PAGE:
This view is far too dismissive of the historically large gap between income and productivity growth, both now and in the last recovery.  Based on these last two expansions, it appears that the changes in the economy—globalization, fewer unions, lower minimum wages, shifting norms in taxation and regulation favoring investors over wage-earners, and recoveries without adequate job growth—have significantly increased the time it takes for working families to reap the benefits of growth.  
If the recovery persists, the wages and salaries of most working families likely will begin to rise in real terms at some point.  But there is no compelling rationale for these families to passively accept these longer “lags” as an acceptable state of affairs.  To the contrary, policy makers need to create and implement a policy framework that counteracts this trend and ensures that all of the bakers get their fair share of the expanding pie.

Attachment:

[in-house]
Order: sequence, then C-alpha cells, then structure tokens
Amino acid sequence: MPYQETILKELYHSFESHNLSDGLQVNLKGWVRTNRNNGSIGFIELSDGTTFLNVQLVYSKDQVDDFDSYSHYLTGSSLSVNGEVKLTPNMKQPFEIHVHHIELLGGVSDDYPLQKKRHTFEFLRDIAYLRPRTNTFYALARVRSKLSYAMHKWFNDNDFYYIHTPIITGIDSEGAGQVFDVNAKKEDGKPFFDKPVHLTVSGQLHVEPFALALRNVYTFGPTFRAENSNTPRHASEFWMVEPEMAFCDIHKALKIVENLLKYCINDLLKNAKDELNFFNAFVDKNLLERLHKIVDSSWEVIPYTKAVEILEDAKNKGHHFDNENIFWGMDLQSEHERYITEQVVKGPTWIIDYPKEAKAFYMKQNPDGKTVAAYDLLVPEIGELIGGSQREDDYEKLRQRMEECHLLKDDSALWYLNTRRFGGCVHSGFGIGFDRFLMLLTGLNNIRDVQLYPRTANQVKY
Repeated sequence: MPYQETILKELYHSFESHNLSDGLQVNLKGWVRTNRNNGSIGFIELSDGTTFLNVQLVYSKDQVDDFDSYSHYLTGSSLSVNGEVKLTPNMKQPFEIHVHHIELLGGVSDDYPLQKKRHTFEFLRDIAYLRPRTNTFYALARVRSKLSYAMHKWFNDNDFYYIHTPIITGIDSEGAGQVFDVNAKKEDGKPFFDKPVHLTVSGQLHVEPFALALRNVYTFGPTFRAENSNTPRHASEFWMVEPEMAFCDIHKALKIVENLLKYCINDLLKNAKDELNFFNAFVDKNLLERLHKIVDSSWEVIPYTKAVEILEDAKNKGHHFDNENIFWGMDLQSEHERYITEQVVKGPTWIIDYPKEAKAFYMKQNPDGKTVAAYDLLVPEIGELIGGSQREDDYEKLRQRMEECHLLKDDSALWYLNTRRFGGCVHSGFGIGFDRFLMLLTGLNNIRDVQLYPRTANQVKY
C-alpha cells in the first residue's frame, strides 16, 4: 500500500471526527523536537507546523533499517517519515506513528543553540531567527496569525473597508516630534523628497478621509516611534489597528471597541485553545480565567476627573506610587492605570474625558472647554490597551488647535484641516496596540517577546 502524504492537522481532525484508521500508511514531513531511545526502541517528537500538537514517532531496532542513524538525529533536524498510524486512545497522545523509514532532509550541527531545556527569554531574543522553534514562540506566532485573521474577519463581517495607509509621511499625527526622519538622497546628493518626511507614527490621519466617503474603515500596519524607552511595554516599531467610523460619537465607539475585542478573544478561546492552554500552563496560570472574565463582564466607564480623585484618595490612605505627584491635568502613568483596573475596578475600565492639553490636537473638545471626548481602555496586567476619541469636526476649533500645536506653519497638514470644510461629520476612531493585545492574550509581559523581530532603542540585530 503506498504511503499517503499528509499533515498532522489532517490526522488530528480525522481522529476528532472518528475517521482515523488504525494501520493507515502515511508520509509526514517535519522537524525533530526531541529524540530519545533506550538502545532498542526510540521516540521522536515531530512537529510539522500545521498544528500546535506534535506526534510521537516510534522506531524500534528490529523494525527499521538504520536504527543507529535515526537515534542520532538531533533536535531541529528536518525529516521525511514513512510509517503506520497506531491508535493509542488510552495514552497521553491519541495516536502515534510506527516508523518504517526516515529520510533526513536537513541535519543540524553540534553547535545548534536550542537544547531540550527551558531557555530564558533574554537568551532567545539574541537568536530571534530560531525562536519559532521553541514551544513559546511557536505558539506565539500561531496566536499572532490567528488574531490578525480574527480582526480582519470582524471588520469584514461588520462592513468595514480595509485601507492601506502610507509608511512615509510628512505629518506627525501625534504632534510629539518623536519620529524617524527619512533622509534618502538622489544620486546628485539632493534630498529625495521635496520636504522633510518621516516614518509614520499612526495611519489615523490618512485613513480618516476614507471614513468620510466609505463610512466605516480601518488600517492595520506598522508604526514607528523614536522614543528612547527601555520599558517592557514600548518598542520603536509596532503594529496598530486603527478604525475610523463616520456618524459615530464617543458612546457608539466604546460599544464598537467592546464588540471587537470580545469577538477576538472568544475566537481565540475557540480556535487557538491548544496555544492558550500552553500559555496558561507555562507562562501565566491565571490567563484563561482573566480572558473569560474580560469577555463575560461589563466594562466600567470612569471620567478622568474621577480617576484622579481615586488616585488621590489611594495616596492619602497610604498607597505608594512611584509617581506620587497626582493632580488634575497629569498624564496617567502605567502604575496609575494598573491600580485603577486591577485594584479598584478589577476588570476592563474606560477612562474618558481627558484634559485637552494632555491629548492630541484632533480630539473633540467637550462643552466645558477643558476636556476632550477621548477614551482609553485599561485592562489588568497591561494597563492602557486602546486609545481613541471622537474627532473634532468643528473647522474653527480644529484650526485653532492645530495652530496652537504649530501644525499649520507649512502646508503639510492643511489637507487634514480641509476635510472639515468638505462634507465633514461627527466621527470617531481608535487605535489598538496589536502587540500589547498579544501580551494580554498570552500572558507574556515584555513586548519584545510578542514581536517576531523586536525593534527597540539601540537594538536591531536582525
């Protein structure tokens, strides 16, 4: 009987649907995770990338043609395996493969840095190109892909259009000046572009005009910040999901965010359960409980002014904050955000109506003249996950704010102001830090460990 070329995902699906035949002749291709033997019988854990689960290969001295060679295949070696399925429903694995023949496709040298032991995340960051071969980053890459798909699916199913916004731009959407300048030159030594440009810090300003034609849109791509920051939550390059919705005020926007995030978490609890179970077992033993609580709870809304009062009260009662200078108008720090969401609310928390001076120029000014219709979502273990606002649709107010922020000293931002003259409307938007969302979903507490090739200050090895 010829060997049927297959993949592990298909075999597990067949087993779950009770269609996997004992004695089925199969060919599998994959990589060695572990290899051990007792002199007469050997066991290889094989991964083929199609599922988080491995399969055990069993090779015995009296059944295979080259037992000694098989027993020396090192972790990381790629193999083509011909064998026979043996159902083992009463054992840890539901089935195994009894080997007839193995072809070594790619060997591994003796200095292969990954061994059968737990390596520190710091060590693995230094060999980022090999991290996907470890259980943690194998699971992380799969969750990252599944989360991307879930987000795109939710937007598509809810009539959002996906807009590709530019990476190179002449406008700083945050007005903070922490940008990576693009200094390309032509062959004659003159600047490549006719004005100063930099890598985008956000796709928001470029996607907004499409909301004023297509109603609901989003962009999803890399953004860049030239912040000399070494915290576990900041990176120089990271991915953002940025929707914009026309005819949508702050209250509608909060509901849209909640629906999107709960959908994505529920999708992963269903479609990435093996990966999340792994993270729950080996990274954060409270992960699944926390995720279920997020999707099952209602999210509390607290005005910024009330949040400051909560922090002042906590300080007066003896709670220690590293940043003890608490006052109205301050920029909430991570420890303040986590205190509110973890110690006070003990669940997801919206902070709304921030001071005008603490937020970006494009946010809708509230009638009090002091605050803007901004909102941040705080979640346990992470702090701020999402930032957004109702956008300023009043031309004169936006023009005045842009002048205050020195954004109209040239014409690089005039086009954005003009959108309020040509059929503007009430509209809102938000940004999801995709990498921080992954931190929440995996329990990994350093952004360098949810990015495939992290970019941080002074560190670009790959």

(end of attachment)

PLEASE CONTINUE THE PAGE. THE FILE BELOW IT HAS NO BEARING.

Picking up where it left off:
Until then, Congress and the administration need to maintain and strengthen the programs and services that push back against these negative income and inequality trends.  For example, Congress will soon vote on deep cuts in Medicaid (public health insurance for low-income persons) and Food Stamps as part of the budget reconciliation process.  Given the rise in poverty and the decline in employer-provided coverage, these aspects of our safety net are particularly important right now and should not be cut back.

By Lawrence Mishel and Jared Bernstein, and Elise Gould
Research assistance provided by Yulia Fungard and programming assistance provided by Danielle Gao.